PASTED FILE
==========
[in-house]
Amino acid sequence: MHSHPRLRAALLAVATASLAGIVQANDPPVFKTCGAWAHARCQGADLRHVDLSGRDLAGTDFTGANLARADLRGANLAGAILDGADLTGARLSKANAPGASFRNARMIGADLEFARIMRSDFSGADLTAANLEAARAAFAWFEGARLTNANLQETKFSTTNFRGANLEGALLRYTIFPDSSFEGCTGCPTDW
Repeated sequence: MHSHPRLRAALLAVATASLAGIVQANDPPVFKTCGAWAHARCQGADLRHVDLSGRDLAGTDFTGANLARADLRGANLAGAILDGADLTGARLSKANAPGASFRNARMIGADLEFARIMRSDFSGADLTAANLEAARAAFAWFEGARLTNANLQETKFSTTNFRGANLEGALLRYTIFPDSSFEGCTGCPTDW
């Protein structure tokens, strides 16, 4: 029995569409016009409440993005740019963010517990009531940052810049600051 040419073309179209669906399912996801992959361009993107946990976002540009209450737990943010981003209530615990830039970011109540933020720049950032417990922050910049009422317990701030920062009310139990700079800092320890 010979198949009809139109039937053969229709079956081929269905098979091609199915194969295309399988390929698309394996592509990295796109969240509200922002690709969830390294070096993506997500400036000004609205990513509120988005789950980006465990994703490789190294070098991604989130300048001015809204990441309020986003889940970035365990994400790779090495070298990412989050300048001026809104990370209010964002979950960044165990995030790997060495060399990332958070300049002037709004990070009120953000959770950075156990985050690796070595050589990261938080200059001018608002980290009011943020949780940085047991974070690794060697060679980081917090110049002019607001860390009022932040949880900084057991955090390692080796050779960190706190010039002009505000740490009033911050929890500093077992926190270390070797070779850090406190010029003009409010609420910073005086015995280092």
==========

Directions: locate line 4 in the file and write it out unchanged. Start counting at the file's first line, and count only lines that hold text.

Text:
């Protein structure tokens, strides 16, 4: 029995569409016009409440993005740019963010517990009531940052810049600051 040419073309179209669906399912996801992959361009993107946990976002540009209450737990943010981003209530615990830039970011109540933020720049950032417990922050910049009422317990701030920062009310139990700079800092320890 010979198949009809139109039937053969229709079956081929269905098979091609199915194969295309399988390929698309394996592509990295796109969240509200922002690709969830390294070096993506997500400036000004609205990513509120988005789950980006465990994703490789190294070098991604989130300048001015809204990441309020986003889940970035365990994400790779090495070298990412989050300048001026809104990370209010964002979950960044165990995030790997060495060399990332958070300049002037709004990070009120953000959770950075156990985050690796070595050589990261938080200059001018608002980290009011943020949780940085047991974070690794060697060679980081917090110049002019607001860390009022932040949880900084057991955090390692080796050779960190706190010039002009505000740490009033911050929890500093077992926190270390070797070779850090406190010029003009409010609420910073005086015995280092």